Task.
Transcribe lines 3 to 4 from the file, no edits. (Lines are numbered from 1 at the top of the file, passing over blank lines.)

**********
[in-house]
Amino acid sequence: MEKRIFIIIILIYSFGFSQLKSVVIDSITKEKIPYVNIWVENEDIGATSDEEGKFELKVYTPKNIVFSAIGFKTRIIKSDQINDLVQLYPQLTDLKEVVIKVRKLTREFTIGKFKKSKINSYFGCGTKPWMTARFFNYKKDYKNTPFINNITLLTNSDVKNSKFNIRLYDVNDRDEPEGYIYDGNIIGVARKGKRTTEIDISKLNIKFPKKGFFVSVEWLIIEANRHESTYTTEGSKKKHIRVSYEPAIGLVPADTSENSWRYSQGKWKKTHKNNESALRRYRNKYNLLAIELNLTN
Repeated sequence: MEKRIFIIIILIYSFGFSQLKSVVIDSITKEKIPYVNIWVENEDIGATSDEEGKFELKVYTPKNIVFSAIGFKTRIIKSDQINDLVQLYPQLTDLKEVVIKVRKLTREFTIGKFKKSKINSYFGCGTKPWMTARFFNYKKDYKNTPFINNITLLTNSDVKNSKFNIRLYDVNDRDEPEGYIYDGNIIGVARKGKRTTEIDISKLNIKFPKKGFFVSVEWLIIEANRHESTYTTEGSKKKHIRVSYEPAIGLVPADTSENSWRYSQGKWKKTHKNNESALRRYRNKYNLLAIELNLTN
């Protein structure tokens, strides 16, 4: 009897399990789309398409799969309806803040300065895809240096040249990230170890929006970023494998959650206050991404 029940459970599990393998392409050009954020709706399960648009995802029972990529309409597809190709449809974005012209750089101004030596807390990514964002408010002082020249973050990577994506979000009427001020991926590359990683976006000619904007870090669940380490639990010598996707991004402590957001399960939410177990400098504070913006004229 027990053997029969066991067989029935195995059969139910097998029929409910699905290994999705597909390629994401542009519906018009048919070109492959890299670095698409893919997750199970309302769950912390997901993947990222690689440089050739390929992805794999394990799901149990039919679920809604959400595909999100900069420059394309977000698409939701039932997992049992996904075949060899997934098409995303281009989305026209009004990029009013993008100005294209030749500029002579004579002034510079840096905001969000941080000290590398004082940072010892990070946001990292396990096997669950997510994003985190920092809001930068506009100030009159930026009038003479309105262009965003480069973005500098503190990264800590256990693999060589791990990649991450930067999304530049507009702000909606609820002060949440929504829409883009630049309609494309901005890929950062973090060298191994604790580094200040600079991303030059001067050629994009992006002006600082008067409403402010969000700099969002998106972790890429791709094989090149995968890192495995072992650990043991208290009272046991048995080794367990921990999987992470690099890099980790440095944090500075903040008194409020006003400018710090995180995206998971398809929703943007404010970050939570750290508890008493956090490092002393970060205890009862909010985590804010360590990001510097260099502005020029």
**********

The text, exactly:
Repeated sequence: MEKRIFIIIILIYSFGFSQLKSVVIDSITKEKIPYVNIWVENEDIGATSDEEGKFELKVYTPKNIVFSAIGFKTRIIKSDQINDLVQLYPQLTDLKEVVIKVRKLTREFTIGKFKKSKINSYFGCGTKPWMTARFFNYKKDYKNTPFINNITLLTNSDVKNSKFNIRLYDVNDRDEPEGYIYDGNIIGVARKGKRTTEIDISKLNIKFPKKGFFVSVEWLIIEANRHESTYTTEGSKKKHIRVSYEPAIGLVPADTSENSWRYSQGKWKKTHKNNESALRRYRNKYNLLAIELNLTN
């Protein structure tokens, strides 16, 4: 009897399990789309398409799969309806803040300065895809240096040249990230170890929006970023494998959650206050991404 029940459970599990393998392409050009954020709706399960648009995802029972990529309409597809190709449809974005012209750089101004030596807390990514964002408010002082020249973050990577994506979000009427001020991926590359990683976006000619904007870090669940380490639990010598996707991004402590957001399960939410177990400098504070913006004229 027990053997029969066991067989029935195995059969139910097998029929409910699905290994999705597909390629994401542009519906018009048919070109492959890299670095698409893919997750199970309302769950912390997901993947990222690689440089050739390929992805794999394990799901149990039919679920809604959400595909999100900069420059394309977000698409939701039932997992049992996904075949060899997934098409995303281009989305026209009004990029009013993008100005294209030749500029002579004579002034510079840096905001969000941080000290590398004082940072010892990070946001990292396990096997669950997510994003985190920092809001930068506009100030009159930026009038003479309105262009965003480069973005500098503190990264800590256990693999060589791990990649991450930067999304530049507009702000909606609820002060949440929504829409883009630049309609494309901005890929950062973090060298191994604790580094200040600079991303030059001067050629994009992006002006600082008067409403402010969000700099969002998106972790890429791709094989090149995968890192495995072992650990043991208290009272046991048995080794367990921990999987992470690099890099980790440095944090500075903040008194409020006003400018710090995180995206998971398809929703943007404010970050939570750290508890008493956090490092002393970060205890009862909010985590804010360590990001510097260099502005020029």